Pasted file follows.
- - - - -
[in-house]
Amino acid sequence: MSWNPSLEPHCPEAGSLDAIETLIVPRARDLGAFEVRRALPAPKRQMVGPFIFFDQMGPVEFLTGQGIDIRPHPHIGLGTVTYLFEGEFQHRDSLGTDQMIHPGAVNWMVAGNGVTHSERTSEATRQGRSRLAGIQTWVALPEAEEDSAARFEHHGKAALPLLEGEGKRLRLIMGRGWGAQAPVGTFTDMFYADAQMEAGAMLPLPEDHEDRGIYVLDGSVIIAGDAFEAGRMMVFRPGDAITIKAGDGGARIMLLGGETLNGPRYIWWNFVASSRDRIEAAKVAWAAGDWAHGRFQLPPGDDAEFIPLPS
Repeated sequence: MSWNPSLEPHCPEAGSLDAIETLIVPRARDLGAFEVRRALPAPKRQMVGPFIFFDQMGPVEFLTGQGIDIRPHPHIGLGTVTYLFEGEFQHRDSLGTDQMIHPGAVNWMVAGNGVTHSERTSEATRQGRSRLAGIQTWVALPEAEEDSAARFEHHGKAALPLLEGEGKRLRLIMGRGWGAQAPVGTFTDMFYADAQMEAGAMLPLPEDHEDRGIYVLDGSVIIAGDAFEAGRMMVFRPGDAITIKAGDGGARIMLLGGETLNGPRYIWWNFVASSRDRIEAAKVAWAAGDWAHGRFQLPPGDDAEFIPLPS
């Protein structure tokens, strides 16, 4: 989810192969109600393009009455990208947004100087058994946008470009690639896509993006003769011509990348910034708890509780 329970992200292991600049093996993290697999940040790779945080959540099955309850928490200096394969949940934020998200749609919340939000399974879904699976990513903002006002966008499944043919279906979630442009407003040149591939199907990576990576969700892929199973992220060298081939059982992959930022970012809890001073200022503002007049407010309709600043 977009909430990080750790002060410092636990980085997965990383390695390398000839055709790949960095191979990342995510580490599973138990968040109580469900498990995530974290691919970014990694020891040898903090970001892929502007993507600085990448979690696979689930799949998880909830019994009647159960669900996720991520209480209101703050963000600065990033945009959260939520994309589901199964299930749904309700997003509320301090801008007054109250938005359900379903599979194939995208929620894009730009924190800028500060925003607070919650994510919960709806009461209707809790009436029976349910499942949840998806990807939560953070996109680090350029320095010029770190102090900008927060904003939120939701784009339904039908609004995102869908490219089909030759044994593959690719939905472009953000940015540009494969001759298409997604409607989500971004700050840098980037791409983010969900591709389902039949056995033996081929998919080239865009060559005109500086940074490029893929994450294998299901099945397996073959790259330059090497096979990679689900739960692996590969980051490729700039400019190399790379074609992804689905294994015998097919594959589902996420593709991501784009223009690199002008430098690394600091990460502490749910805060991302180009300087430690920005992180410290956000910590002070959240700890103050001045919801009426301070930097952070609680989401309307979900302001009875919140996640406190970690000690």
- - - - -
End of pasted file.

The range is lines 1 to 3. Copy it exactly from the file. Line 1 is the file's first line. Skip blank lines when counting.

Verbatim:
[in-house]
Amino acid sequence: MSWNPSLEPHCPEAGSLDAIETLIVPRARDLGAFEVRRALPAPKRQMVGPFIFFDQMGPVEFLTGQGIDIRPHPHIGLGTVTYLFEGEFQHRDSLGTDQMIHPGAVNWMVAGNGVTHSERTSEATRQGRSRLAGIQTWVALPEAEEDSAARFEHHGKAALPLLEGEGKRLRLIMGRGWGAQAPVGTFTDMFYADAQMEAGAMLPLPEDHEDRGIYVLDGSVIIAGDAFEAGRMMVFRPGDAITIKAGDGGARIMLLGGETLNGPRYIWWNFVASSRDRIEAAKVAWAAGDWAHGRFQLPPGDDAEFIPLPS
Repeated sequence: MSWNPSLEPHCPEAGSLDAIETLIVPRARDLGAFEVRRALPAPKRQMVGPFIFFDQMGPVEFLTGQGIDIRPHPHIGLGTVTYLFEGEFQHRDSLGTDQMIHPGAVNWMVAGNGVTHSERTSEATRQGRSRLAGIQTWVALPEAEEDSAARFEHHGKAALPLLEGEGKRLRLIMGRGWGAQAPVGTFTDMFYADAQMEAGAMLPLPEDHEDRGIYVLDGSVIIAGDAFEAGRMMVFRPGDAITIKAGDGGARIMLLGGETLNGPRYIWWNFVASSRDRIEAAKVAWAAGDWAHGRFQLPPGDDAEFIPLPS